St. Louis Cardinals: Don’t lunge for too far for Nolan Arenado
After bad trades and free-agent inaction, St. Louis Cardinals’ President John Mozeliak might surrender too much for third baseman Nolan Arenado. Be careful.
St. Louis Cardinals’ president John Mozeliak may be feeling a bit desperate in his negotiations to acquire Rockies third baseman Nolan Arenado, and that’s cause for concern, no matter how much you love the possibility of Arenado playing third for the Redbirds this year.
Mozeliak, you see, has taken heat for sitting out the late July trade deadline despite the Cardinals’ many needs, plus he’s been hammered for making no significant free-agent moves in the fall, plus Mo the trader is on a cold streak (slight reprieve for his recent Matthew Liberatore acquisition).
While the jury’s still out concerning last year’s Paul Goldschmidt deal, it looks like he overpaid for Marcell Ozuna (the three traded prospects had a 5.8 WAR to Ozuna’s 2.2 last year), and he’s looking like the loser in the trades that shipped off Tommy Pham, Marco Gonzales, Randal Grichuk and Stephen Piscotty (who hasn’t been great but has outplayed Yairo Muñoz).
A desperate man is the last thing you want in delicate trade discussions.
Whether he reads the blogs or not, Mo has to know that whiffing on the Arenado auction will infuriate much of the St. Louis fan base. Yes, he signed a three-year contract extension in November, but no one wants to be hammered on daily talk radio. If the Rockies push the price sky-high on Arenado, will Mozeliak have the nerve to say no?
Cardinals fans who’ve been around know what happens when a trader gets desperate. In the winter of 1972, owner Gussie Busch, enraged that Steve Carlton kept insisting on a $10,000 raise, forced general manager Bing Devine to trade the lefty. Devine had to make a deal, and make it fast, which gave him no leverage at all. He wound up making a swap for Philadelphia’s Rick Wise, a decent pitcher but not half the hurler that Carlton became after the deal.
In June of 1983, manager Whitey Herzog soured on first baseman Keith Hernandez, who was, in the manager’s eyes, “dogging it,” wrote Peter Golenbock in 2000s The Spirit of St. Louis: A History of the St. Louis Cardinals and Browns.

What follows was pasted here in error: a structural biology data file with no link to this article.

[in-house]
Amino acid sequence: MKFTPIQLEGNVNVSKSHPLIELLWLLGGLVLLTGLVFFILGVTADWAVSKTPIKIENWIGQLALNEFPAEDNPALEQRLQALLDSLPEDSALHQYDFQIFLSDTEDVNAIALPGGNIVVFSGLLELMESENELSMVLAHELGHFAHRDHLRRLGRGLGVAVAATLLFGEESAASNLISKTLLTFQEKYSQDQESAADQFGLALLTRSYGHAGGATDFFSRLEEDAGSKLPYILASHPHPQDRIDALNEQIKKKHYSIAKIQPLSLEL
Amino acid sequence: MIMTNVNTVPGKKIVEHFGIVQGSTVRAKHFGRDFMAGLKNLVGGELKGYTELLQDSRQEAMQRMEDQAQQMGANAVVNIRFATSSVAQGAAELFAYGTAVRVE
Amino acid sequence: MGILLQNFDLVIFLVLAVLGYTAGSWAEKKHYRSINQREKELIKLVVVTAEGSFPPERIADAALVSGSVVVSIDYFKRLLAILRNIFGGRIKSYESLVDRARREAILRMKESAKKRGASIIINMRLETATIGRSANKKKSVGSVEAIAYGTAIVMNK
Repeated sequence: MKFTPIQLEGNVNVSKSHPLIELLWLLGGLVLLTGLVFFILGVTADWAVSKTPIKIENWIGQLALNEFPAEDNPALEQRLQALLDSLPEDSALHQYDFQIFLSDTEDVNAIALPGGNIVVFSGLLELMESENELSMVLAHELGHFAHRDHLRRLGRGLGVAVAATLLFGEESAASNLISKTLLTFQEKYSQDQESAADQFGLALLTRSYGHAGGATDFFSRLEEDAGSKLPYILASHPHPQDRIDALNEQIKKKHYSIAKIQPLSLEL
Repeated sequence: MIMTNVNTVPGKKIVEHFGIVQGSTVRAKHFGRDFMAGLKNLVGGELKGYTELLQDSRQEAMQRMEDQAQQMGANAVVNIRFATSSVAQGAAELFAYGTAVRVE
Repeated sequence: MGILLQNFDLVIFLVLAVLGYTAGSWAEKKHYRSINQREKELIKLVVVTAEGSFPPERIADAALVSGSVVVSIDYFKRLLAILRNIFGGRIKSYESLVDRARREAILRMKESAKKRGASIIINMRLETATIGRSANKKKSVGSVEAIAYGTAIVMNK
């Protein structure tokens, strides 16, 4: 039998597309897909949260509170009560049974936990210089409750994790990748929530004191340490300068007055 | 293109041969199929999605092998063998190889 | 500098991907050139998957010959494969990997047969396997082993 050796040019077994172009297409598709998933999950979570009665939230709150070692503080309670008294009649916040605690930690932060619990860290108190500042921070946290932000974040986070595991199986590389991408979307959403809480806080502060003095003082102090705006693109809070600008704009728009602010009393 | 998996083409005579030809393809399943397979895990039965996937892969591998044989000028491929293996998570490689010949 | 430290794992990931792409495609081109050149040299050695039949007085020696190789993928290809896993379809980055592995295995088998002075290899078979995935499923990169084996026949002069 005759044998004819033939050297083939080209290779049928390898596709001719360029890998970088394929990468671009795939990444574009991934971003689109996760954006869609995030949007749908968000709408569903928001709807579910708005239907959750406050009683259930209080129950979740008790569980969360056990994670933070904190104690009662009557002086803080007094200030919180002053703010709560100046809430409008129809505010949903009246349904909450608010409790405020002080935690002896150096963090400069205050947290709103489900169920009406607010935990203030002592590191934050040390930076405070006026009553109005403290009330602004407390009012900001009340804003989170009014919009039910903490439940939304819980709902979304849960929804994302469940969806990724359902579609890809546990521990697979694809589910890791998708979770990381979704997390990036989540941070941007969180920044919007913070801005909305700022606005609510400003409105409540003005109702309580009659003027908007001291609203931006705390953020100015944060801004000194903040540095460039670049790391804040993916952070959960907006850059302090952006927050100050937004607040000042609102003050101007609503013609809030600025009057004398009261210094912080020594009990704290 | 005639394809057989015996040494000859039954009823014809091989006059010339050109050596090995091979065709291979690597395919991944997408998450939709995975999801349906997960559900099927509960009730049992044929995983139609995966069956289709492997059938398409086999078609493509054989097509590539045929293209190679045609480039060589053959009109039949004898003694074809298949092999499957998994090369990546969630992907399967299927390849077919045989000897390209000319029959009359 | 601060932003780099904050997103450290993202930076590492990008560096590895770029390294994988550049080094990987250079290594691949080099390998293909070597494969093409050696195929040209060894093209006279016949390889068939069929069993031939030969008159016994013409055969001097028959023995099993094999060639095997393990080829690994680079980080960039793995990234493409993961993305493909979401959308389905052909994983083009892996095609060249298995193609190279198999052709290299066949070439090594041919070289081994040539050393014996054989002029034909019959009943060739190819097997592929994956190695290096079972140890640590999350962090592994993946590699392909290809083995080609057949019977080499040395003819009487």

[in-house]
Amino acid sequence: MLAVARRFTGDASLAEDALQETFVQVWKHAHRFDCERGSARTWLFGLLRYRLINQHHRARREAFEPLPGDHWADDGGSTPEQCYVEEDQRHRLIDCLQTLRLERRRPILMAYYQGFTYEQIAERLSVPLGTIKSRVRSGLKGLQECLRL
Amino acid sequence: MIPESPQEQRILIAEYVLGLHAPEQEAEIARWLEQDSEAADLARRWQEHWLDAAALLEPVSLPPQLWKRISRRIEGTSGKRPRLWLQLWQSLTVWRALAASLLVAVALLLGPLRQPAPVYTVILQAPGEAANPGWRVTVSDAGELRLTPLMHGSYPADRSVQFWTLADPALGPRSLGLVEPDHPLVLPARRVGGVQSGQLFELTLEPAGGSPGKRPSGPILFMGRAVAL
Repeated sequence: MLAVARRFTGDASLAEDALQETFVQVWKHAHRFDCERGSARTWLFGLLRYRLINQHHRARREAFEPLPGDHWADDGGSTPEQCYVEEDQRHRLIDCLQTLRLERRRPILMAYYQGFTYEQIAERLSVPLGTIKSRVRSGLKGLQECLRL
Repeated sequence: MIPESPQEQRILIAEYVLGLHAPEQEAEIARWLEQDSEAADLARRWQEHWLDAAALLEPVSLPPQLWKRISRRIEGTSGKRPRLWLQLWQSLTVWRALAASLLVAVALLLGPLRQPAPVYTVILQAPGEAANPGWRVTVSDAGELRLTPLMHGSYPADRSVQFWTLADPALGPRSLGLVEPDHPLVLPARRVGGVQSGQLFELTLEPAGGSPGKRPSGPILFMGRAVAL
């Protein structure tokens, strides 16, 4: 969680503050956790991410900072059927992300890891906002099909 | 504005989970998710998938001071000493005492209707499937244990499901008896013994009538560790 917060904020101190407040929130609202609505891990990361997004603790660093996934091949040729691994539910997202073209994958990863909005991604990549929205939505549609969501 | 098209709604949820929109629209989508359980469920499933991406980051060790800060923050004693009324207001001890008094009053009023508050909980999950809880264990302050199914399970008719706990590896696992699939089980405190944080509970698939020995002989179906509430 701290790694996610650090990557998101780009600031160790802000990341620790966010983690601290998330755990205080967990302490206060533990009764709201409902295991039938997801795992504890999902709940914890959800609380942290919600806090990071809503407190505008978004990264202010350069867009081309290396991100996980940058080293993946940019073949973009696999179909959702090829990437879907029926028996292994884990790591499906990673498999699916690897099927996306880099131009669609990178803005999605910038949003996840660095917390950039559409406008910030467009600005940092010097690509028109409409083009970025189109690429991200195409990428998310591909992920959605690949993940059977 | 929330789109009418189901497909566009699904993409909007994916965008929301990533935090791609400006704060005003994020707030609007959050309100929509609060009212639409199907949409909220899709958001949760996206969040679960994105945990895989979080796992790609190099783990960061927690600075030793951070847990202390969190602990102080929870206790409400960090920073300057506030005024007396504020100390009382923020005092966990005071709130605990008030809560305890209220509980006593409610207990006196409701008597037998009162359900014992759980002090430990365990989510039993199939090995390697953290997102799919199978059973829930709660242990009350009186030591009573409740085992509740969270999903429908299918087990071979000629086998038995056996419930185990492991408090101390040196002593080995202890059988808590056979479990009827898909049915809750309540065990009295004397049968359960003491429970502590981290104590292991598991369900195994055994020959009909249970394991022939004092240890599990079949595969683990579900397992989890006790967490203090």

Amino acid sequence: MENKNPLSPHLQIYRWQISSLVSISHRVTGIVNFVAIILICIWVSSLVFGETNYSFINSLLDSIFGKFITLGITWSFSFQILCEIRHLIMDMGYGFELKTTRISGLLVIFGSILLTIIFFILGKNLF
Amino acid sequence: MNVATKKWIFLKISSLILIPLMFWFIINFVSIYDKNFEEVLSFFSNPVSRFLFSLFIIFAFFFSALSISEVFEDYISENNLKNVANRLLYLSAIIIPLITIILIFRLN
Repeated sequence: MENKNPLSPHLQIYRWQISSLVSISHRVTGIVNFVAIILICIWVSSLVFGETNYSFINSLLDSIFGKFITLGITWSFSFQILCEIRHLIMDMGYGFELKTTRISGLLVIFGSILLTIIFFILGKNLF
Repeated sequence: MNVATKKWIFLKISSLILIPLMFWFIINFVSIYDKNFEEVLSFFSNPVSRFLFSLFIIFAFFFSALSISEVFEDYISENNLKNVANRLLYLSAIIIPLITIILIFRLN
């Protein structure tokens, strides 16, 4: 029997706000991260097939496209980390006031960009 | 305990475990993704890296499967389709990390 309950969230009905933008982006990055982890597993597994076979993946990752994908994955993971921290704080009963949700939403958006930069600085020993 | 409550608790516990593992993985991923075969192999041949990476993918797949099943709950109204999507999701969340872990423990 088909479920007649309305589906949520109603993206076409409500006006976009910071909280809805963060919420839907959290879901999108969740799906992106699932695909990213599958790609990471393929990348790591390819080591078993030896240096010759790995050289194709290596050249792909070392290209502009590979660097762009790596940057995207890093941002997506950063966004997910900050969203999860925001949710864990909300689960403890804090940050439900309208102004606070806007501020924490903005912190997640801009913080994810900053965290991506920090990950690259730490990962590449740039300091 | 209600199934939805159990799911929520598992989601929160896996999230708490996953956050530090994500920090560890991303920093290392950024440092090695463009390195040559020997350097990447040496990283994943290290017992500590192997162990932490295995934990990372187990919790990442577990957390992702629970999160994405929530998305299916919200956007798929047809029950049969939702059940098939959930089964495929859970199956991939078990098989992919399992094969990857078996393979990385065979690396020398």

Herzog, quoted in the same book, said Hernandez’s contract was up at the end of the season and he would likely demand $1.5 million a year. “I didn’t want to pay him that much money and put up with his horse(bleep) attitude,” Herzog said. So the manager made a frantic deal at the June 15 deadline, sending Hernandez to the Mets in exchange for a pair of scrub pitchers, Neil Allen and Rick Ownbey.
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Mozeliak would be better off taking a more restrained approach to the Arenado trade negotiations. While he might be feeling pressure from Cardinals Nation, he has no gun to his head. He also must know that the best fans in baseball won’t applaud a give-’em-everything deal for the slick-fielding, hard-hitting third baseman.
Cards followers are well aware that top prospects Dylan Carlson and Nolan Gorman are immensely valuable pieces of the future, and they’d hate to lose either one, although the Rockies might insist on one of them (Gorman?).
So how much is too much for Arenado? Hard to say. Certain Cards fans love to invent empty-the-dumpster deals where the club gives up a bunch of players they don’t value that much anymore — Dexter Fowler, Tyler O’Neill, Lane Thomas, Alex Reyes, etc. — for a superstar.
Unfortunately, the other guys will want at least one potential stud in the package. There’s little hope the Rockies will settle for a relatively painless, bag-of-journeymen swap, so be prepared to wince if the trade ever goes through. One very good, and potentially great, Cardinal might be lost in the trade.
If you really love Arenado — and I do — you can live with that. Just hope Mo doesn’t panic and push too many chips to the middle of the table.